Right on their tails was a raucous group of young “scientists,” with mockery-infused signs trumpeting science’s superiority over religion. (Of course, it was quite apparent just from looking at them that not a single one of them knew the difference between a proton and a quasar; by “science,” I presume they meant “secularism” or something along those lines.)
They paraded in a circle, trying to draw attention away from the nihilists, comedians, gays, Christians and hipsters.
When that didn’t work, they turned on a loud boombox and started doing the spastic dance in front of the assembled camera crews. (I especially like the expression of the Christian woman on the far right, which seemed to hover somewhere between “You have got to be shitting me” and “God, please give me the patience to endure these juvenile asswipes!”)
Our burgeoning five-ring circus became a six-ring circus when Santa Claus began encouraging everyone to “drink the Kool-Aid.”
One by one, two by two, nuts, kooks and true believers of every stripe managed to find their way to Hegenberger Road as 6pm approached. Here we see a banjo player with a propeller beanie, who serenaded the crowd with his off-key rendition of R.E.M.’s “It’s the End of the World as We Know It (And I Feel Fine).”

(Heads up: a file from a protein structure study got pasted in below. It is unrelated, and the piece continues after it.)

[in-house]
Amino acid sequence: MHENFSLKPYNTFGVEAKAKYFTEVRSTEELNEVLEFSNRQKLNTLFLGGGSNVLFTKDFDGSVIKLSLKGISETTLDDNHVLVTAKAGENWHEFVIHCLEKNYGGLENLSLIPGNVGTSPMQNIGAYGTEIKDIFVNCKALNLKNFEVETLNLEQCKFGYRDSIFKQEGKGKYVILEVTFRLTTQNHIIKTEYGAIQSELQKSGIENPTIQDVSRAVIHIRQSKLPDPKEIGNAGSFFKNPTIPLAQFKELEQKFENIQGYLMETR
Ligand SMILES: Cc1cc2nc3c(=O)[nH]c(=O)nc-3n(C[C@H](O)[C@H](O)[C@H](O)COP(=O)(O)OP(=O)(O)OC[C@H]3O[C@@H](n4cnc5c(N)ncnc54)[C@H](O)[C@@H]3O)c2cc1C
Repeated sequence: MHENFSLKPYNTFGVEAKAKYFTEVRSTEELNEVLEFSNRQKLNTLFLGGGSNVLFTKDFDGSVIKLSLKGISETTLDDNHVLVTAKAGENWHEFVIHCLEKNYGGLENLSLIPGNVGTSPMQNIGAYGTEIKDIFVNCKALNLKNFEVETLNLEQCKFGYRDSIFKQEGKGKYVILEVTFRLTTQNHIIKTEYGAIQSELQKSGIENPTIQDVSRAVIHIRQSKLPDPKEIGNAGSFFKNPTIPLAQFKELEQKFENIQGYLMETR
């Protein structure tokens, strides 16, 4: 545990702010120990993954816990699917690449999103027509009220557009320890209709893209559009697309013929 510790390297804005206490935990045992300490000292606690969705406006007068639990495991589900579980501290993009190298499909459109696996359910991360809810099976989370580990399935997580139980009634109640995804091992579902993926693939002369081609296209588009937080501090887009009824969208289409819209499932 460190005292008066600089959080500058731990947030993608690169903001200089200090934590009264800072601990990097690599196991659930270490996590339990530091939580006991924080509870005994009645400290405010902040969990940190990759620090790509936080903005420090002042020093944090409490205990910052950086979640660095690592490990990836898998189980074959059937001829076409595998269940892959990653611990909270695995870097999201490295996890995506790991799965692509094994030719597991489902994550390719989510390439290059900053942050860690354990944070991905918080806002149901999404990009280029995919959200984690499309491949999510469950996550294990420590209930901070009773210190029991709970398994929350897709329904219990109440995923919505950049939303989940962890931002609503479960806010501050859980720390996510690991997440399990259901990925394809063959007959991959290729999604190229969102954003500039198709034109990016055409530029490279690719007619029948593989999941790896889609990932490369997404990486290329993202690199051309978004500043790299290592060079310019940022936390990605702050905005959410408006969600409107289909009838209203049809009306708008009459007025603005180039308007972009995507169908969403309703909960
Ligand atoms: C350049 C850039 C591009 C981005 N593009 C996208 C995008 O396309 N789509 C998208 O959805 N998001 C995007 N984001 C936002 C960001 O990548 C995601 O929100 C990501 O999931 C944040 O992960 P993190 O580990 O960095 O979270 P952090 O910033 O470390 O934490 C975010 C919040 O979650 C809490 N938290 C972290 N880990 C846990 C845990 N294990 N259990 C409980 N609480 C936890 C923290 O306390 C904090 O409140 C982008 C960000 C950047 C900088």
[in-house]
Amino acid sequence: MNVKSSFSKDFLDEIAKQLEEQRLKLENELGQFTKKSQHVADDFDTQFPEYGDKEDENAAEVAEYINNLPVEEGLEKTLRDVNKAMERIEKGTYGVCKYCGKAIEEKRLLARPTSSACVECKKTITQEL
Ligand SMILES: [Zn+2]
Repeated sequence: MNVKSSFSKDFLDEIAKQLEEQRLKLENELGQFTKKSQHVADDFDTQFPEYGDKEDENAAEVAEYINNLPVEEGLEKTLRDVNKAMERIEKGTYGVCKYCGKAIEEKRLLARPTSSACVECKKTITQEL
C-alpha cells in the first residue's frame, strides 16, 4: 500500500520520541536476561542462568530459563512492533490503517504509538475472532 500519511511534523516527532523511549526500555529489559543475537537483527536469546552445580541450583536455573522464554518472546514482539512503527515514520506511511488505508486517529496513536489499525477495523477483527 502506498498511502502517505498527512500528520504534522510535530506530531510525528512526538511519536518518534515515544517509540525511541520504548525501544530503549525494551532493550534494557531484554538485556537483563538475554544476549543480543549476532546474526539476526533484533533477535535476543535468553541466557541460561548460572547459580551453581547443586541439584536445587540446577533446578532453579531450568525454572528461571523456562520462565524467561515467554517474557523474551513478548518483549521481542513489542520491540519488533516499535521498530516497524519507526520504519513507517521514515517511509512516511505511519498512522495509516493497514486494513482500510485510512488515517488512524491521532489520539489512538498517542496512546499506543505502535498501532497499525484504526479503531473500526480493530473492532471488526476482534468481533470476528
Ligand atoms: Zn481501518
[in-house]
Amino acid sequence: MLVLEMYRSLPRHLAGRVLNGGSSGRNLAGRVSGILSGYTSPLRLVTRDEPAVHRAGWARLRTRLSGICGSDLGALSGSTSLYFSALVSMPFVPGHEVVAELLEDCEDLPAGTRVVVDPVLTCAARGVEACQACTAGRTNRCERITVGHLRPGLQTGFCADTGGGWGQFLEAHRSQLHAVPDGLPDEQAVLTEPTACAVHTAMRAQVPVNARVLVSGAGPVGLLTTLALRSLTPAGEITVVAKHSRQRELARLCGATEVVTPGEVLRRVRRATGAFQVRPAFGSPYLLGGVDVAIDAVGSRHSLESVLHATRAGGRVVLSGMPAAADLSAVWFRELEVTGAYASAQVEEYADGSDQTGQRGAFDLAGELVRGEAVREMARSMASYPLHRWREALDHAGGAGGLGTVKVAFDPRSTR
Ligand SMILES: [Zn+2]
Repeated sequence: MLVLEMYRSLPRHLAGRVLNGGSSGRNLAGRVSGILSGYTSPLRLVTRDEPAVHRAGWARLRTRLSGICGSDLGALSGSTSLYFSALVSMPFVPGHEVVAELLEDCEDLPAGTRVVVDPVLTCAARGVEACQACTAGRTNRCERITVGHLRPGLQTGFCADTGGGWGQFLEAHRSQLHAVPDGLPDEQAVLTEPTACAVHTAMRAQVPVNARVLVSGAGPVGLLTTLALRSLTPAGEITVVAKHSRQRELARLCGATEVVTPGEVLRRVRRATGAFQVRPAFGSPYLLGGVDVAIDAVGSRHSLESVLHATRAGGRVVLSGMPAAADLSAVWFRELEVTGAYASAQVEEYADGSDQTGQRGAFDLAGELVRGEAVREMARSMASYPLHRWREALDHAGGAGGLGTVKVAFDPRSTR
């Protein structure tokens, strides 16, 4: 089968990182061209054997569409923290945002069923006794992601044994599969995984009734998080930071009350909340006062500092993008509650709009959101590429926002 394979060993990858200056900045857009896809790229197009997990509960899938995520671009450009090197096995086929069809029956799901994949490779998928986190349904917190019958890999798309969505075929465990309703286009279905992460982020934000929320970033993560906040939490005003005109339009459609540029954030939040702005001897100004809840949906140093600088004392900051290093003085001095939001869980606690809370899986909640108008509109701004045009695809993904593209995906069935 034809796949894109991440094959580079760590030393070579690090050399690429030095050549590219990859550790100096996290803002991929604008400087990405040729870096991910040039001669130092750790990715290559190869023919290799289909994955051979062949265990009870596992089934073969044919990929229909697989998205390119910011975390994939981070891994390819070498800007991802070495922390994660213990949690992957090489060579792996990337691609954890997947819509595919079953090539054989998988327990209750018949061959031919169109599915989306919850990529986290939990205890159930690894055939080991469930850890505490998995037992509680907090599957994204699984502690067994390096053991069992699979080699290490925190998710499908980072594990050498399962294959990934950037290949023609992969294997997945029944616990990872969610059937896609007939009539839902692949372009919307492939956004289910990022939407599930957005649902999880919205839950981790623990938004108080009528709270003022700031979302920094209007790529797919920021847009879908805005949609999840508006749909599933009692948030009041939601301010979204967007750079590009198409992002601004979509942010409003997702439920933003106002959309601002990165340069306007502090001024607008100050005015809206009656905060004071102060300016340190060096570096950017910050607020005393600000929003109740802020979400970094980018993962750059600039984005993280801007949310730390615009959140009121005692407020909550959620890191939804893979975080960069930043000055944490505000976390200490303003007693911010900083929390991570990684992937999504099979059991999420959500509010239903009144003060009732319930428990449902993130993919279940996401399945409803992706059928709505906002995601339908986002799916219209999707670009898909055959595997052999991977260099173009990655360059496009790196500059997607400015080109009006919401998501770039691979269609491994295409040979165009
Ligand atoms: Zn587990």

Someone handed out trillion-dollar bills that were so unbelievably well-made that they could easily pass for the real thing. Even the paper stock felt like real money. I don’t want to get in trouble with the Secret Service for counterfeiting, so I purposely cropped off part of the bill.
(Hey, I have an idea: Maybe if I mailed 15 of these to the government, I could solve the federal deficit! Oh, wait, somebody already thought of that. Never mind.)
A man wearing a priestly cassock positioned himself in front of Camping’s offices and began to pompously declaim in churchly Latin — but who’s going to take you seriously with pornographic love dolls drifting in the background?
Another guy showed up with a shirt that announced he was “Rapture Ready.” Was he serious? Joking? After a while, I couldn’t even tell any more.
A woman offered me a ticket to the afterlife.
I closed my eyes and chose one at random — looks like my eventual destination is The Great Void, which seems pretty appropriate for an agnostic like me.